Individuals who undergo anterior cruciate ligament reconstruction (ACLR) are at higher risk of posttraumatic osteoarthritis. Altered joint tissue loading caused by aberrant gait biomechanics leads to deleterious changes in joint health linked to the onset of posttraumatic osteoarthritis. Knee braces have been used to modify joint tissue loading in individuals with joint injury, yet the effects of walking with a brace after ACLR on biomechanical, biochemical, and structural cartilage outcomes are unknown.
To compare biomechanical, biochemical, and structural outcomes between braced and nonbraced walking in individuals with ACLR.
A total of 34 individuals with unilateral ACLR (18 females, 16 males; time since ACLR = 50.1 ± 36.8 months).
Gait biomechanics were assessed during braced and unbraced conditions on separate days.
Vertical ground reaction force, knee-flexion angle, and internal knee-extension moment waveforms were evaluated throughout the stance phase and compared between conditions. Percentage changes in serum cartilage oligomeric matrix protein (%ΔCOMP) and femoral cartilage cross-sectional area (%ΔCSA) measured via ultrasound were calculated after a 3000-step walking protocol.
Braced walking increased the knee-flexion angle (largest difference = 3.56°; Cohen d effect size = 1.72) and knee-extension moment (largest difference = −0.48% body weight × height; Cohen d effect size = −1.14) compared with nonbraced walking but did not influence vertical ground reaction force. Whereas no difference (P = .20) in %ΔCOMP existed between the braced and nonbraced conditions in the entire cohort (n = 30 with complete blood data), a larger increase (P = .04) in %ΔCOMP was seen during nonbraced than braced walking in individuals who demonstrated increased COMP during nonbraced walking. No difference (P = .86) in %ΔCSA was present between the braced and nonbraced conditions.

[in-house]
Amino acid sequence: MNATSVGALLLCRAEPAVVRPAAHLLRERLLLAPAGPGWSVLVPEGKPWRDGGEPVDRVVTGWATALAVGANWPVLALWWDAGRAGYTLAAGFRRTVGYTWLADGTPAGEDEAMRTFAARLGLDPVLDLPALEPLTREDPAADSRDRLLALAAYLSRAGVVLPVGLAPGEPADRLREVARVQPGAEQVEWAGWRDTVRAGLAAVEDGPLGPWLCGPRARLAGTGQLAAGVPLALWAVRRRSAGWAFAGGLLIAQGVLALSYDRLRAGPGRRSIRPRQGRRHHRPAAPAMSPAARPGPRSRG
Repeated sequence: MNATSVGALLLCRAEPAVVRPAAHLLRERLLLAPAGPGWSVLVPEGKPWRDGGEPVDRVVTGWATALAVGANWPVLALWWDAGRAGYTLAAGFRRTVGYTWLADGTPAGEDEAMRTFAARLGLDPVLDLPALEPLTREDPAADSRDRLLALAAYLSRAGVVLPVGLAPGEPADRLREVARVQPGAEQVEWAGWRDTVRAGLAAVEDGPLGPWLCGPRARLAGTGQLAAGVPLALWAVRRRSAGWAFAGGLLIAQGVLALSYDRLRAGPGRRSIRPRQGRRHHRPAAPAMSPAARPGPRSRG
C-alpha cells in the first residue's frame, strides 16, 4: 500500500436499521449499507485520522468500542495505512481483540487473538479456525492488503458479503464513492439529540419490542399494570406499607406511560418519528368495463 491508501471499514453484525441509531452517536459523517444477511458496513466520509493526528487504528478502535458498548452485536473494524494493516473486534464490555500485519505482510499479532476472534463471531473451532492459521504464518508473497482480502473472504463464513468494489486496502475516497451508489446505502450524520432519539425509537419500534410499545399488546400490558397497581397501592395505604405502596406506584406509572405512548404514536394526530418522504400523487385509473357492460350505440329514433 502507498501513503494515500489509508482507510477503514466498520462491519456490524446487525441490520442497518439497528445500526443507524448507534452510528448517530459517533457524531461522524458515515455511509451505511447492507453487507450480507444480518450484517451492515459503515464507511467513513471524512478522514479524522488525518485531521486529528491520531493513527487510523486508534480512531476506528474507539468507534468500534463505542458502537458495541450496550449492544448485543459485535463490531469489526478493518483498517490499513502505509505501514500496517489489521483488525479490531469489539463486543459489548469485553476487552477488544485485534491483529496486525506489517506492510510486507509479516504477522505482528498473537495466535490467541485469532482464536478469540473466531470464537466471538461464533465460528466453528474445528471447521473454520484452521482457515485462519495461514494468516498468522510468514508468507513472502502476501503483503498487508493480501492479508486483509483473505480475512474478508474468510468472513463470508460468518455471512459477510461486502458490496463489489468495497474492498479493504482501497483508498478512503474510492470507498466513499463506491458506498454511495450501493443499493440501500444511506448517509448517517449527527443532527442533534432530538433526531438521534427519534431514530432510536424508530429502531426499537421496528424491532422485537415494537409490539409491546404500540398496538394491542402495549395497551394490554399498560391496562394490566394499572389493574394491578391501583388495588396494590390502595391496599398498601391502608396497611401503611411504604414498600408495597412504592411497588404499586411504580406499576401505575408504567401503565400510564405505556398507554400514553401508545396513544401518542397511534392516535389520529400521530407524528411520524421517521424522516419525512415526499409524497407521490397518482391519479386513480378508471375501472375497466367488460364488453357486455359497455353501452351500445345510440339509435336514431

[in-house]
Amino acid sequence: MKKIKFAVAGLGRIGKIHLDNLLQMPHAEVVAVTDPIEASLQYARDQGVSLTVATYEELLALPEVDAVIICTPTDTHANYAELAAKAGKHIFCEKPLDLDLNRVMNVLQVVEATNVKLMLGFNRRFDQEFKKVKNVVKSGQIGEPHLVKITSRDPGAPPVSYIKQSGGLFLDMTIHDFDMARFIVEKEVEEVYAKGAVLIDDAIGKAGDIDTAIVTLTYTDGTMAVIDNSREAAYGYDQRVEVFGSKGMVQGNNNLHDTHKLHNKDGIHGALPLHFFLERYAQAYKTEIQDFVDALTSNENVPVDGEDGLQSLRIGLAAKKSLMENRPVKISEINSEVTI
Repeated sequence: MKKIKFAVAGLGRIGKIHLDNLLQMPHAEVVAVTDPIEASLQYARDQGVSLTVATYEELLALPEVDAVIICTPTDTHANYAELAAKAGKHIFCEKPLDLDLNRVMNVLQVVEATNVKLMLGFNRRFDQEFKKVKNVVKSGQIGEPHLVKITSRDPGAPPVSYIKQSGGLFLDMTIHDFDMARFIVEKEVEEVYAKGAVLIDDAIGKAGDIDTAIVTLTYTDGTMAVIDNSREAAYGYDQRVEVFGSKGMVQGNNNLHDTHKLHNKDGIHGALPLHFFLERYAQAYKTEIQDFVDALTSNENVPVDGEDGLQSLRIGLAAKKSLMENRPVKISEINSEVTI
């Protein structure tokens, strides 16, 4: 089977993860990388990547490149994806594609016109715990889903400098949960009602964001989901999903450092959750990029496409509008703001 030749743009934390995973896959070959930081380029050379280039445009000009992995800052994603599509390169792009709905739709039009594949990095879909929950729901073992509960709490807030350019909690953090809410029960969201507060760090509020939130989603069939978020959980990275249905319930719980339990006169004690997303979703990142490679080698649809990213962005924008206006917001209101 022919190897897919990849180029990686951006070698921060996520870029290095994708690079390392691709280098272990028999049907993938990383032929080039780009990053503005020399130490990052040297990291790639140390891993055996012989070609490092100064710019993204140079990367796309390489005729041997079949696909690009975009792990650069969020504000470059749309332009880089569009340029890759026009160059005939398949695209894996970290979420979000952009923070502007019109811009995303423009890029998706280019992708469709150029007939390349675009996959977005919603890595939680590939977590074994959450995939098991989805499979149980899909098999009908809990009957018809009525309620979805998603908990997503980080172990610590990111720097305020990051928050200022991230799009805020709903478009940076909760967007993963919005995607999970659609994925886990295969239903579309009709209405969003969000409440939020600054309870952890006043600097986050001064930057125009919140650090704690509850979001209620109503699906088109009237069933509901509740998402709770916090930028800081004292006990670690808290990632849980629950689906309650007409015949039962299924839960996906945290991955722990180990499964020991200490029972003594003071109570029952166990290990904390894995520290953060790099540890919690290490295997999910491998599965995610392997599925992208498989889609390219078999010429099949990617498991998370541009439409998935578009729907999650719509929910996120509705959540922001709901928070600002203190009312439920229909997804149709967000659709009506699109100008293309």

Braced walking may improve sagittal-plane gait biomechanics and %ΔCOMP in a subset of individuals who demonstrate a typical increased COMP response to load (ie, increase in COMP) after nonbraced walking.
Compared with nonbraced walking, braced walking after anterior cruciate ligament reconstruction may mitigate the stiffened-knee strategy by increasing the peak knee-flexion angle early in the stance phase of gait.
Braced walking may decrease the acute serum cartilage oligomeric matrix protein response in individuals with anterior cruciate ligament reconstruction who typically demonstrate increased serum cartilage oligomeric matrix protein concentrations after nonbraced walking.
Ultrasound measures of femoral cartilage cross-sectional area were not different between the braced and nonbraced walking conditions.
Individuals who sustain anterior cruciate ligament (ACL) injury and undergo ACL reconstruction (ACLR) are at increased risk of developing posttraumatic osteoarthritis (OA).1 Posttraumatic OA develops, in part, because of the changes in gait biomechanics that occur after ACLR. Aberrant gait biomechanics, such as a stiffened-knee gait strategy (ie, lesser sagittal knee-flexion angle [KFA] and peak internal knee-extension moment [KEM]) and lesser lower extremity loading, are common in individuals after ACLR compared with uninjured control participants.2 Researchers3 have hypothesized that a stiffened-knee gait strategy negatively influences force attenuation and localizes forces to cartilage regions ill-adapted to withstand such loads, especially during early stance phase, when contact force may be highest. In addition, accumulating evidence suggests that lesser vertical ground reaction force (vGRF) early after ACLR is associated with worse outcomes. Specifically, lesser vGRF, as well as a stiffened-knee gait strategy, has been linked to greater serum biomarkers of joint tissue inflammation and extracellular articular cartilage breakdown,4,5 altered articular cartilage composition,6 and worse patient-reported outcomes.7 It is not clear if interventions that modify aberrant gait biomechanics after ACLR could slow or reverse these deleterious changes in articular cartilage health. A multifaceted approach incorporating biomechanical, biochemical, and structural outcomes is important for understanding the ability of an intervention to influence multiple factors linked to posttraumatic OA development.8